Just because we have the miles (or $) to go somewhere, does that mean we should? Clearly I think the answer is no. Even if we technically could find the time to squeeze it in, there are some deals that we just have to pass on because the schedule is too full. My kid loves to travel, but it wouldn’t be fair to her to constantly live life on the road, even if that is what I wanted to do. Like many young kids, she does well with a schedule and routine, and so it is important to be home way more than we are away. I think our “happy balance” is about one trip per month. That doesn’t mean that the whole family necessarily goes on every trip, but if we keep our average at around one trip per month we seem to do pretty well. Some of those trips are just short road trips, so they don’t all involve hopping on an airplane. I know that probably still sounds a bit high for some (and low for others), but it is what works for us.

I think we had about three trips per month for every month all summer long, and it was way too chaotic. Again, they were all great trips (some visual evidence below), but sometimes you just have to say “not right now”. I’m definitely the “weak” one in that category, but identifying the problem is a big step forward…right?!  Of course, if you ask me which trip I would have cut out of this summer there is no way I would have been able to pick one, so perhaps I am back where we started.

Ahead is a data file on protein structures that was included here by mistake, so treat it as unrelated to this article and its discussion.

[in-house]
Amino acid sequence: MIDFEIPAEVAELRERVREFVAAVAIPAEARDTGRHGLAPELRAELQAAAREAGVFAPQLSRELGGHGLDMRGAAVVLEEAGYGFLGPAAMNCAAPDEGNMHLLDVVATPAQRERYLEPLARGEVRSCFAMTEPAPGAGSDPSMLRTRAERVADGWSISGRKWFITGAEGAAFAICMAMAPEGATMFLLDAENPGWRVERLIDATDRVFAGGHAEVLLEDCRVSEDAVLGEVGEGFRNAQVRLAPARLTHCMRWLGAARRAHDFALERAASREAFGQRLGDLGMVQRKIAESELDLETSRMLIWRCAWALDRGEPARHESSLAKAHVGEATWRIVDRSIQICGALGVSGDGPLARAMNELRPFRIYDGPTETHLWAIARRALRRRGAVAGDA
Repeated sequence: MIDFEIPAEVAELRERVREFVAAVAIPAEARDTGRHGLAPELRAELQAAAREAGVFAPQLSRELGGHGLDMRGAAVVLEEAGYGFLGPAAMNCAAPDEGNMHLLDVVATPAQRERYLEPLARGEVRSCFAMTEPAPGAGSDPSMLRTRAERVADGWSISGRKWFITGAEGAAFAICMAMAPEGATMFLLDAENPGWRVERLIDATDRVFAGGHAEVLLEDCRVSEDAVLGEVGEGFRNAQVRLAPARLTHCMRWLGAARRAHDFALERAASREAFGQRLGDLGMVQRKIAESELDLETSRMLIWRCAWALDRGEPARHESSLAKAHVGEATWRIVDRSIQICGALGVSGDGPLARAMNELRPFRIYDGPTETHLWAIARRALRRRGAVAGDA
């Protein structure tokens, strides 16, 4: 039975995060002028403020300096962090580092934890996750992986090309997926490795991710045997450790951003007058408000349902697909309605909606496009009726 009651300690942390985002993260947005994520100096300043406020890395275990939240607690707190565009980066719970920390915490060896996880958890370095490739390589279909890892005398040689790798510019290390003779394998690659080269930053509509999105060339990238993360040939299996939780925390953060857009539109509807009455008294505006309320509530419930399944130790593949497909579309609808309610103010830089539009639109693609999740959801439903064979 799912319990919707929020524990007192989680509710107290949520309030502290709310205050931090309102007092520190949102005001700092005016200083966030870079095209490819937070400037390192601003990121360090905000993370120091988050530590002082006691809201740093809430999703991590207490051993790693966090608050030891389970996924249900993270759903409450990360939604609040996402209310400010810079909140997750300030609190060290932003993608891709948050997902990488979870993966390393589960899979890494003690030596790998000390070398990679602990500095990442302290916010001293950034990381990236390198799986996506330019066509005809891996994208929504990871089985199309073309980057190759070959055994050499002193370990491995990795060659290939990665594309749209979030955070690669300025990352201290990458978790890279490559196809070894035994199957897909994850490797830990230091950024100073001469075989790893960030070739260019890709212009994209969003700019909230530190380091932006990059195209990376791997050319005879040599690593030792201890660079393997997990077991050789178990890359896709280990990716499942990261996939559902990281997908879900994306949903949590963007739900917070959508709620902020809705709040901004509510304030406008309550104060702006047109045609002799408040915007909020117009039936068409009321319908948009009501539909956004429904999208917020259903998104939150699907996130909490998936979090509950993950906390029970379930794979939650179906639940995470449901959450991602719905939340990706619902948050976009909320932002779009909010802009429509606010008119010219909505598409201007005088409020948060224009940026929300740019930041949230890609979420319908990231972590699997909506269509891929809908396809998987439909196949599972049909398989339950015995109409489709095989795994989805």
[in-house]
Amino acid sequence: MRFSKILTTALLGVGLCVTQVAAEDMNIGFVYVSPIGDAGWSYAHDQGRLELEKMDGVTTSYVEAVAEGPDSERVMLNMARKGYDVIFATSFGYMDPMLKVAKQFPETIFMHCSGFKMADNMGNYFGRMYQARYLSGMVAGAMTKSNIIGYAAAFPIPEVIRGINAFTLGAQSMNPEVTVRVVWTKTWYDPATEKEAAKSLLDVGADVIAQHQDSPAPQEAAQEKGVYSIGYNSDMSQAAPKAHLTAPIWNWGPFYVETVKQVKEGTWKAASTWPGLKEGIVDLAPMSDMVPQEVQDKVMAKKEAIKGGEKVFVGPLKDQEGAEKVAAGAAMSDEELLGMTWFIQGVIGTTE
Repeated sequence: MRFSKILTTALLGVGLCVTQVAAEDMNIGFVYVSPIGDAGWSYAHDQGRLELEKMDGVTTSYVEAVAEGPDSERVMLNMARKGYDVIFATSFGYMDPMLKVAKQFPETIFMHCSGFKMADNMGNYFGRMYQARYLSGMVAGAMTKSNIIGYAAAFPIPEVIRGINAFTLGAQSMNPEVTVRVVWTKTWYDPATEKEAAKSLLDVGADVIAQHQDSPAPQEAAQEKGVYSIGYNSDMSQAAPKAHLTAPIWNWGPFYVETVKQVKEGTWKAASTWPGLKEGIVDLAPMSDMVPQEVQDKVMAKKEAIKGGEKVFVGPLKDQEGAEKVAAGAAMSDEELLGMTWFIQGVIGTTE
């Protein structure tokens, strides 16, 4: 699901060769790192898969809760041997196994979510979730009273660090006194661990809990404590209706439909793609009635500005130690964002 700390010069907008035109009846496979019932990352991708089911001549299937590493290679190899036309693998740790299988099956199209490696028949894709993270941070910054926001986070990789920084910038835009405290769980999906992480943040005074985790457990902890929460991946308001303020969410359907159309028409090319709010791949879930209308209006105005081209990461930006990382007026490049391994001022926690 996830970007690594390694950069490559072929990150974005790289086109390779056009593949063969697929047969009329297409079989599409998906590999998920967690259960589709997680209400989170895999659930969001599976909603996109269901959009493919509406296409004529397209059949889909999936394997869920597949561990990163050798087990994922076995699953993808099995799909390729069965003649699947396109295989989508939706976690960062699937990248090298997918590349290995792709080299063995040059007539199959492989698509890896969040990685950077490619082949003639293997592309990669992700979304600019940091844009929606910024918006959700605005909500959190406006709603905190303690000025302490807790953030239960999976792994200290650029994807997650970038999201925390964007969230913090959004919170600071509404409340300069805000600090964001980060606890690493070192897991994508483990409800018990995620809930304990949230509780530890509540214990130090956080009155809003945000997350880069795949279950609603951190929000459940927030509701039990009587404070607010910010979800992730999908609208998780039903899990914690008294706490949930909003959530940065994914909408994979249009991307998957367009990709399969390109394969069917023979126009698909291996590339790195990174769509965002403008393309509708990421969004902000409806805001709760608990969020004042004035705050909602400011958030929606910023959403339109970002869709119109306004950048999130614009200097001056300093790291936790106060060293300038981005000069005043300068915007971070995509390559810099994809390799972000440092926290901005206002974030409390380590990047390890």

Again, I know this is an amazingly fortunate “problem” to have, but with lots of points comes the potential for lots of trips.  Sometimes the scales can tip too far in any one direction.  Since I clearly can only identify the “problem” in this scenario, and not really the solution, I turn to you. How does your family decide which trips to take and which trips to pass on? What type of balance have you found to be successful for your family?  Or is your motto just do them all while you can, and rest later when we’re all dead?  😉


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  1. Thank you for writing about this! I am traveling too much. Grown-ups need routines too, and over the summer my routine just fell apart. I have more miles and points than I know what to do with, and I’ve been able to go on some great trips thanks to them, but I’m planning on slowing down this coming year.

  2. I agree, I also have more points and miles than I can ever use. The travel starts to become less fun.Heck, I’m starting to feel like we live Hawaii and just return home to get the mail.With plane tickets,hotels and some GC that are all free it’s hard to turn down.However it is a great problem to have.

  3. Sadly, traveling too much is not a problem that my family has. Because our children are in school, we’re limited to summer travel, plus three short trips during the school year — and always at times when it’s most expensive to travel and difficult to find tickets. And even during those school breaks the girls often have extra-curricular activities or just the need for some “down time” that mean we don’t wind up using all those opportunities.